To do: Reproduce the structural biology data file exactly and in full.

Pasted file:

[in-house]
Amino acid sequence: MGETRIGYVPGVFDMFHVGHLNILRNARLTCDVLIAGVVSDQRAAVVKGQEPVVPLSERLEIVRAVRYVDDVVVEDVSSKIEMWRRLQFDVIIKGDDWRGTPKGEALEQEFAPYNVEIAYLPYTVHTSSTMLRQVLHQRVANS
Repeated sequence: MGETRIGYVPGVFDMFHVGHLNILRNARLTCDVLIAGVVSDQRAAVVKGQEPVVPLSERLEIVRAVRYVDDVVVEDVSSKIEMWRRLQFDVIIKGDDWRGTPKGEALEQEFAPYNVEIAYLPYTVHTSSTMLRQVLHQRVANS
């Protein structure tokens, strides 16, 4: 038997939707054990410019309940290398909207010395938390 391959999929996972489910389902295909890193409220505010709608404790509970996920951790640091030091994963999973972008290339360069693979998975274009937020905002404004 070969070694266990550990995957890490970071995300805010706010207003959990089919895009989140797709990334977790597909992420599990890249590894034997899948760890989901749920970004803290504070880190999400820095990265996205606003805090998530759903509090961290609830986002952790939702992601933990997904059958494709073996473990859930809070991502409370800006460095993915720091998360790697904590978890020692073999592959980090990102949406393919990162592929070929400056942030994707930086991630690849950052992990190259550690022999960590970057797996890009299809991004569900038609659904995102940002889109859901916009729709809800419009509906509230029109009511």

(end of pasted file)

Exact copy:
[in-house]
Amino acid sequence: MGETRIGYVPGVFDMFHVGHLNILRNARLTCDVLIAGVVSDQRAAVVKGQEPVVPLSERLEIVRAVRYVDDVVVEDVSSKIEMWRRLQFDVIIKGDDWRGTPKGEALEQEFAPYNVEIAYLPYTVHTSSTMLRQVLHQRVANS
Repeated sequence: MGETRIGYVPGVFDMFHVGHLNILRNARLTCDVLIAGVVSDQRAAVVKGQEPVVPLSERLEIVRAVRYVDDVVVEDVSSKIEMWRRLQFDVIIKGDDWRGTPKGEALEQEFAPYNVEIAYLPYTVHTSSTMLRQVLHQRVANS
């Protein structure tokens, strides 16, 4: 038997939707054990410019309940290398909207010395938390 391959999929996972489910389902295909890193409220505010709608404790509970996920951790640091030091994963999973972008290339360069693979998975274009937020905002404004 070969070694266990550990995957890490970071995300805010706010207003959990089919895009989140797709990334977790597909992420599990890249590894034997899948760890989901749920970004803290504070880190999400820095990265996205606003805090998530759903509090961290609830986002952790939702992601933990997904059958494709073996473990859930809070991502409370800006460095993915720091998360790697904590978890020692073999592959980090990102949406393919990162592929070929400056942030994707930086991630690849950052992990190259550690022999960590970057797996890009299809991004569900038609659904995102940002889109859901916009729709809800419009509906509230029109009511």